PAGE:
Able Lott Holdings Pty Ltd v. City Of Fremantle (2012)
The Able Lott case was heard by the Court of Appeal on 14
December 2011 with the decision handed down by Pullin JA on 23
While the case involved fines imposed under Section 223 of the
Planning and Development Act 2005 prior to its amendment,
the approach by the Magistrate at first instance, and by the Judges
on the subsequent appeals, illustrates the principles which are
likely to apply.
At the time of the offence, Section 223 of the Planning and
Development Act 2005 provided a general penalty of a fine of
$50,000 and a further fine of $5,000 for each day. As the developer
was a body corporate, those sums were increased by five times, so
that the maximum penalty was $250,000 and the maximum daily penalty
The Magistrates' Court imposed a fine of $100,000, (40% of
the maximum). However, in relation to the daily penalty over a
period of 162 days, the Magistrate applied a penalty of $500 (2% of
the daily maximum).
The combined general and daily penalties (accrued over 162 days)
amounted to a total penalty of $181,000. The developer considered
that this was excessive and unsuccessfully appealed to Murray J of
the Supreme Court.
The Court of Appeal was equally unsympathetic. Pullin JA, at
paragraph 38 of his Judgment, said:
"...this is a case where the appellant was carrying out
an inner city development involving a heritage building. The fact
that the appellant proceeded in complete disregard of the lack of
planning approval, lack of building licence and existence of the
stop work notice, made this a case where appropriate punishment and
personal and general deterrence were of great importance in fixing
The amended Act now allows a maximum fine of $1m and a daily
penalty of up to $125,000 for a body corporate.
The principles in Lott would suggest that for an equivalent
corporate offence today, the company could expect a principal fine
of $400,000 (40%) and a daily penalty of $2,500 (2%) or a further
$405,000 amounting to $805,000 in total.
Bearing in mind that Able Lott felt aggrieved by a total fine of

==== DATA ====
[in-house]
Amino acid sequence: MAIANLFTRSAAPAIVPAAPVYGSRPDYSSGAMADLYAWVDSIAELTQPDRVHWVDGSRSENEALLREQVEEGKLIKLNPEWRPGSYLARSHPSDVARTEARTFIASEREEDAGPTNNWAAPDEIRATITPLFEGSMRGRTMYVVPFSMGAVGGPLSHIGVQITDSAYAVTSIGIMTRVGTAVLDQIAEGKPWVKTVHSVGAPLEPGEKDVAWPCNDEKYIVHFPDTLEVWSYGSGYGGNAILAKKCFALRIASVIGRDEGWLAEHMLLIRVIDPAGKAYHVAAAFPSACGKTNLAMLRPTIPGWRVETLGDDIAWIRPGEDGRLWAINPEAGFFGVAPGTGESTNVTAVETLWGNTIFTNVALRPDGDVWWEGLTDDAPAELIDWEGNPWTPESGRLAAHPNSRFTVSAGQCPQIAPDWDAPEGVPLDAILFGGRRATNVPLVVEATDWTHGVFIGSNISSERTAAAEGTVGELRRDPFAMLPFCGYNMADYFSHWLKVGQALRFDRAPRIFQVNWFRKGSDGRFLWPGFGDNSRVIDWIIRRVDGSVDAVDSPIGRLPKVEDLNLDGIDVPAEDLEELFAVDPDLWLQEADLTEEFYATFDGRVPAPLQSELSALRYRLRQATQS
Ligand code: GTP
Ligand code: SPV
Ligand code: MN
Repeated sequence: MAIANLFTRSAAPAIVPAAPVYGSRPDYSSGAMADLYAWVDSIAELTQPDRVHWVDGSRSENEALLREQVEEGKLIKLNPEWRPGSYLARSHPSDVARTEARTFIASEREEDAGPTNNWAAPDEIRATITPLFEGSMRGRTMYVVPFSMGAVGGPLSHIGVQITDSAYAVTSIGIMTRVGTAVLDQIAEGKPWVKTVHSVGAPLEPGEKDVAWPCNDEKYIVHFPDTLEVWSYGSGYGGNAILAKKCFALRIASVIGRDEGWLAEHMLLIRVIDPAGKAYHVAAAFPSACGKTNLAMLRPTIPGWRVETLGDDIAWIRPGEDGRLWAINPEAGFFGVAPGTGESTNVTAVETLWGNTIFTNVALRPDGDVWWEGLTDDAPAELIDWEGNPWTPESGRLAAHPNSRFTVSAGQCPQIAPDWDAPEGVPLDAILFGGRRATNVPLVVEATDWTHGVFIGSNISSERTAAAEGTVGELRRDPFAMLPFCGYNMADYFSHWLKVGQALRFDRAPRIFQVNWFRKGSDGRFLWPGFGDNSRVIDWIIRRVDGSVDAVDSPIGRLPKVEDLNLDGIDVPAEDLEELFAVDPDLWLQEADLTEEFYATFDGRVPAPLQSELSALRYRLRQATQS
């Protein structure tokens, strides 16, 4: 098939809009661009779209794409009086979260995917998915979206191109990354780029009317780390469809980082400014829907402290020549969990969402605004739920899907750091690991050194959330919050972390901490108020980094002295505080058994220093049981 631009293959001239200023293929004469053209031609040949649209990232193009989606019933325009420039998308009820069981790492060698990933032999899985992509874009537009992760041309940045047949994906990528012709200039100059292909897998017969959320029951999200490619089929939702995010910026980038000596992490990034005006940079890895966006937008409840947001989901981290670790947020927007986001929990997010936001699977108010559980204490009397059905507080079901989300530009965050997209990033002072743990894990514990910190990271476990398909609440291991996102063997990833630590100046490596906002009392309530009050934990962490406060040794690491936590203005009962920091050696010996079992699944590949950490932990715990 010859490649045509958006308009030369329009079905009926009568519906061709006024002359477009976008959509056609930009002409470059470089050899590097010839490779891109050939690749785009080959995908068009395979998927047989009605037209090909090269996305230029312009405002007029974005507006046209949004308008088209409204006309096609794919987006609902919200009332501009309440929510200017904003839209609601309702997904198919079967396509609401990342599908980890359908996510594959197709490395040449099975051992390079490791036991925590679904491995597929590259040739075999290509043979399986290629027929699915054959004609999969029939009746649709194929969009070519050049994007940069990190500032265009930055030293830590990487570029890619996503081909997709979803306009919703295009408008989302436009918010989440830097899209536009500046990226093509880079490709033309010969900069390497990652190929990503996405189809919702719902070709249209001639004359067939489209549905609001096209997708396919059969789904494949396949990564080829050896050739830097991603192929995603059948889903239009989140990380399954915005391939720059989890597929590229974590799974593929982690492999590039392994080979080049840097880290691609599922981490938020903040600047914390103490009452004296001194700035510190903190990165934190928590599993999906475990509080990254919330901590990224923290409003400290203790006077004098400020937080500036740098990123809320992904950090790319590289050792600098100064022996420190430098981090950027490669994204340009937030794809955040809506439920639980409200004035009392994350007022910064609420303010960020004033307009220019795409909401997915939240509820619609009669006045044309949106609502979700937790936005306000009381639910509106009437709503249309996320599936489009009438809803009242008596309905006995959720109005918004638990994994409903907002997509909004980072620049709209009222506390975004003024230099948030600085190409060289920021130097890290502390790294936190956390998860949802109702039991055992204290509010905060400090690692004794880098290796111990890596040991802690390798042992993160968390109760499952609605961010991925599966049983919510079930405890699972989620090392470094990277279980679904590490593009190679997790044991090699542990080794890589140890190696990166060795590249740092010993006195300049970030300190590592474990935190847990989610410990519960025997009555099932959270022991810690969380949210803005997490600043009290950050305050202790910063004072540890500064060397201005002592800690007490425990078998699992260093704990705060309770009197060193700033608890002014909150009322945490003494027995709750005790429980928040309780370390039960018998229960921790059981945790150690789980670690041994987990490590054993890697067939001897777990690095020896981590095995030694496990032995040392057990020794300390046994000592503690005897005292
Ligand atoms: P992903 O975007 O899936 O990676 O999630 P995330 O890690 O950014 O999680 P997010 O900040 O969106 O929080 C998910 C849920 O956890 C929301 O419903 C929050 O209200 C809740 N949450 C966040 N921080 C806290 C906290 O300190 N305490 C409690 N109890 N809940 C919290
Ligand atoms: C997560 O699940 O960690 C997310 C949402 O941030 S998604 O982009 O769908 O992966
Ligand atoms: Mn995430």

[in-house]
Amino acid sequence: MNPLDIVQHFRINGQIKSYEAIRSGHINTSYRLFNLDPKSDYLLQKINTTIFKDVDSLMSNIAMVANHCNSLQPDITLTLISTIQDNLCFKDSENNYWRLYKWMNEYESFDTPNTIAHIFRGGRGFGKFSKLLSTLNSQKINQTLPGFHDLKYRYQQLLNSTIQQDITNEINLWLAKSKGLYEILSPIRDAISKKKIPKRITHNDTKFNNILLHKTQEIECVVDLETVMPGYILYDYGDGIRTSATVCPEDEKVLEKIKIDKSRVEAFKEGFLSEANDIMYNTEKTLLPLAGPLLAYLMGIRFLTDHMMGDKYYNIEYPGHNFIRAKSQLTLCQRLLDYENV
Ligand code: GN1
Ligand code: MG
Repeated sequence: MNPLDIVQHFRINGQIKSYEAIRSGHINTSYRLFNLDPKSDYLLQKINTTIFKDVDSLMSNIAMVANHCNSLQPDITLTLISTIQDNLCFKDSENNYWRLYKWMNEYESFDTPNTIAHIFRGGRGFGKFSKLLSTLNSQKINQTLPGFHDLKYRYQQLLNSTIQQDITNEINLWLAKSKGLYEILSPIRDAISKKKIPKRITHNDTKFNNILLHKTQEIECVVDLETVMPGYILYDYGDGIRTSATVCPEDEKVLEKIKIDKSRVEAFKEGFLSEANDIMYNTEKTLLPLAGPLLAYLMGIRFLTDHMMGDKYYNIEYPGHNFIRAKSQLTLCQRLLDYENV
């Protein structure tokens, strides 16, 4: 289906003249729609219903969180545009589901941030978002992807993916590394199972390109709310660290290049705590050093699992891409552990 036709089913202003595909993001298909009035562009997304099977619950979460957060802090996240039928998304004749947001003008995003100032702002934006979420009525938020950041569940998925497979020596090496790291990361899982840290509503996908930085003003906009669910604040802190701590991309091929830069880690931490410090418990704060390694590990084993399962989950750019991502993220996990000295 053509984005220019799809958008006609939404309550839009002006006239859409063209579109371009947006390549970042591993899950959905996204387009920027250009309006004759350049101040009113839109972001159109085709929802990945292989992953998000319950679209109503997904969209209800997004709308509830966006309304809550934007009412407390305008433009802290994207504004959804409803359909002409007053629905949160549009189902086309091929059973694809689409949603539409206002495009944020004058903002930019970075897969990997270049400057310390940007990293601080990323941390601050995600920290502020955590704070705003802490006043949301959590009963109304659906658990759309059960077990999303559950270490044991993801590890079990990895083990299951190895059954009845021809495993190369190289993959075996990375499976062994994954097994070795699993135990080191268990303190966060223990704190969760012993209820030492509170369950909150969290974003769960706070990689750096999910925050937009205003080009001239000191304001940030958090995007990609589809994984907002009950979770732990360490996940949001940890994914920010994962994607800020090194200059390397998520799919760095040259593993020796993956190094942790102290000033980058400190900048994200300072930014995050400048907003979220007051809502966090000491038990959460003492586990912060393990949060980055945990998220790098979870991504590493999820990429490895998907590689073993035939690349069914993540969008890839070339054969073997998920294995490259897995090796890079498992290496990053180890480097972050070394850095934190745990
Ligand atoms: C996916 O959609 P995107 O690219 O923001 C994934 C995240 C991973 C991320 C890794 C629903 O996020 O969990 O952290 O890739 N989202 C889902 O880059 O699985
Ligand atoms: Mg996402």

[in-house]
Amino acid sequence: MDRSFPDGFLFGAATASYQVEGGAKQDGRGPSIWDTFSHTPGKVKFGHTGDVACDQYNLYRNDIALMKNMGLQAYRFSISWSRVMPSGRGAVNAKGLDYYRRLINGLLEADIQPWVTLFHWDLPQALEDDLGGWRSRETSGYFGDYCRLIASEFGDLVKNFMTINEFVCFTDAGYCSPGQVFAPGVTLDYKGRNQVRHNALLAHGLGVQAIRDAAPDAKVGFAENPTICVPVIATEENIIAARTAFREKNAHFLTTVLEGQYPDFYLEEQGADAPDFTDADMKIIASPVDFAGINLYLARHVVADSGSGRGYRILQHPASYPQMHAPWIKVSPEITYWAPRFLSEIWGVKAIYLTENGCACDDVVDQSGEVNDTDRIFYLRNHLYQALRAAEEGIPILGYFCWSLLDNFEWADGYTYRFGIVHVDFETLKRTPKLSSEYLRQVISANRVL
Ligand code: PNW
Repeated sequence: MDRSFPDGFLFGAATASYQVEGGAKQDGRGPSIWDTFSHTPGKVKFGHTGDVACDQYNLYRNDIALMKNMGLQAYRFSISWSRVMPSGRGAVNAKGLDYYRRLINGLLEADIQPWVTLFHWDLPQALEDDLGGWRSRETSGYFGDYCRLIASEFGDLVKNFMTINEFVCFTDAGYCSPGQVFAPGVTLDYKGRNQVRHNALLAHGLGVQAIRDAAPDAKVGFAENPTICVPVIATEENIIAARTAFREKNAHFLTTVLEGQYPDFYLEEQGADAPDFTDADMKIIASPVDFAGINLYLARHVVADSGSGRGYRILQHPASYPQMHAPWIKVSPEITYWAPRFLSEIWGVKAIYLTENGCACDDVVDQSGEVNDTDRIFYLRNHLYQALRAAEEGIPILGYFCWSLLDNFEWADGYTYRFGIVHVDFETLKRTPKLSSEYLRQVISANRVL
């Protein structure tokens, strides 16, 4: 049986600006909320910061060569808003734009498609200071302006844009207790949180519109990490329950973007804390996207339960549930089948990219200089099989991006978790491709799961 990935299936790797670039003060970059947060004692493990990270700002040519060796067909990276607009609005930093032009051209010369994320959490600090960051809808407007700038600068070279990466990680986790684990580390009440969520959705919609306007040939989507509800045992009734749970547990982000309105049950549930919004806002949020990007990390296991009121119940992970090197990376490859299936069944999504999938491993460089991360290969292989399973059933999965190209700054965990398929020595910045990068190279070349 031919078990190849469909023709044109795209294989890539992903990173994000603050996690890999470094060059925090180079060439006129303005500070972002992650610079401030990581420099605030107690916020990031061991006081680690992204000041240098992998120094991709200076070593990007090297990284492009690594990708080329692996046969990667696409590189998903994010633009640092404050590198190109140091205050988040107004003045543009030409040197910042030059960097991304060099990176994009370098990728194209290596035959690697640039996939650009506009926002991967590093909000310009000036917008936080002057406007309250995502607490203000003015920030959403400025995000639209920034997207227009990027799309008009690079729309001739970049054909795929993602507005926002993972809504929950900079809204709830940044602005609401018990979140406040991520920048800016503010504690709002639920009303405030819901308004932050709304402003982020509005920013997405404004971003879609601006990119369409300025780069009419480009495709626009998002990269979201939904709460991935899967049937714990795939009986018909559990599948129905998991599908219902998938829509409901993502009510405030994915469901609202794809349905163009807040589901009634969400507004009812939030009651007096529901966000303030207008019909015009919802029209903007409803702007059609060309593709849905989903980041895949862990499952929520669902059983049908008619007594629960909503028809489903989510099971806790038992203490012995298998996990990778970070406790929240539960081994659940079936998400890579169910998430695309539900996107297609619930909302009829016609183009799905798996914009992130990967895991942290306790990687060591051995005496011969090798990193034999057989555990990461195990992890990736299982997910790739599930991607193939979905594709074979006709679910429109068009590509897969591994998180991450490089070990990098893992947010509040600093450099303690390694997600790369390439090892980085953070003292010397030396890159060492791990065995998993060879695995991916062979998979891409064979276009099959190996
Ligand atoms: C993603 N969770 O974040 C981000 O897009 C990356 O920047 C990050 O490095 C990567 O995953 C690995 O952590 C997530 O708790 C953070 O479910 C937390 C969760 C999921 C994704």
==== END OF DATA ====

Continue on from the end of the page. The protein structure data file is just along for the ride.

$181,000, how would they have reacted to a fine of $805,000? Fines
of that magnitude for such an offence, at the top end of the scale,
are now quite conceivable.
Of course, no single case is a clear guide as to how penalties
will be imposed in other cases. At paragraph 35 of his Judgment,
Pullin JA pointed out that even though decided cases may suggest
some sort of range, that range did not produce a maximum which
displaced the statutory maximum. Each case turned on its own
particular facts and circumstances and sentencing ranges could
provide only general guidance.
The Court of Appeal considered it open to the Magistrate to
find, as he did, that this was a case of brazen offending, in the
top half of the range of seriousness for this type of offence. It
was open to the Magistrate to conclude, as he did, that the
building was constructed without approval in the hope that the City
of Fremantle would submit under pressure of a 'fait
The content of this article is intended to provide a general
guide to the subject matter. Specialist advice should be sought
about your specific circumstances.
Kott Gunning is a proud member of
To print this article, all you need is to be registered on Mondaq.com.
Click to Login as an existing user or Register so you can print this article.
The Council announced planning policies to encourage more inner suburban retirement village and aged care development.
Some comments from our readers… “The articles are extremely timely and highly applicable” “I often find critical information not available elsewhere” “As in-house counsel, Mondaq’s service is of great value”
Register for Access and our Free Biweekly Alert for
This service is completely free. Access 250,000 archived articles from 100+ countries and get a personalised email twice a week covering developments (and yes, our lawyers like to think you’ve read our Disclaimer).